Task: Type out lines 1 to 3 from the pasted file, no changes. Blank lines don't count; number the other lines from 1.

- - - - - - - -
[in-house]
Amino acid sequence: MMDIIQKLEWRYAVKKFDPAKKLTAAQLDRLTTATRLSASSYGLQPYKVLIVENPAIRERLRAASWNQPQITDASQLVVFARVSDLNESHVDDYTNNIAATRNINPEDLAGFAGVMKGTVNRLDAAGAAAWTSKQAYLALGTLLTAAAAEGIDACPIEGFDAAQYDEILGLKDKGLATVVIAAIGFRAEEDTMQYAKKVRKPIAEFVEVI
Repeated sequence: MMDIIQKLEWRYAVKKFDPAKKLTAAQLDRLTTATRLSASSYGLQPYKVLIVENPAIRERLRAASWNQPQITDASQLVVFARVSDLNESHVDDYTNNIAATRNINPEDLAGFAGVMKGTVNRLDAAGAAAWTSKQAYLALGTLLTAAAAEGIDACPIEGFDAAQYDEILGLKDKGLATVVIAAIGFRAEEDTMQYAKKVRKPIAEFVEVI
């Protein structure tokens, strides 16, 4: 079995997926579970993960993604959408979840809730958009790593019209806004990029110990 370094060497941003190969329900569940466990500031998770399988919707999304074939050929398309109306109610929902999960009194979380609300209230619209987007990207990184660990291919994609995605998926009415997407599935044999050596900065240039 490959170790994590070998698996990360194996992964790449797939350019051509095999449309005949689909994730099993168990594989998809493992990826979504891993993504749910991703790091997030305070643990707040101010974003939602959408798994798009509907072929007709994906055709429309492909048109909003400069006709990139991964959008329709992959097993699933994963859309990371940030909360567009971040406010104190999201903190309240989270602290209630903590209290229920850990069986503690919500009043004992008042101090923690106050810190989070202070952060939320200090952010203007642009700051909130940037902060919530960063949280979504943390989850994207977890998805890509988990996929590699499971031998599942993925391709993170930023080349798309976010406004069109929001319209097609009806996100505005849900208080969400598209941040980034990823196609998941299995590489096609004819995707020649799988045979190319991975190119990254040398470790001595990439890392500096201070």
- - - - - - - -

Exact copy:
[in-house]
Amino acid sequence: MMDIIQKLEWRYAVKKFDPAKKLTAAQLDRLTTATRLSASSYGLQPYKVLIVENPAIRERLRAASWNQPQITDASQLVVFARVSDLNESHVDDYTNNIAATRNINPEDLAGFAGVMKGTVNRLDAAGAAAWTSKQAYLALGTLLTAAAAEGIDACPIEGFDAAQYDEILGLKDKGLATVVIAAIGFRAEEDTMQYAKKVRKPIAEFVEVI
Repeated sequence: MMDIIQKLEWRYAVKKFDPAKKLTAAQLDRLTTATRLSASSYGLQPYKVLIVENPAIRERLRAASWNQPQITDASQLVVFARVSDLNESHVDDYTNNIAATRNINPEDLAGFAGVMKGTVNRLDAAGAAAWTSKQAYLALGTLLTAAAAEGIDACPIEGFDAAQYDEILGLKDKGLATVVIAAIGFRAEEDTMQYAKKVRKPIAEFVEVI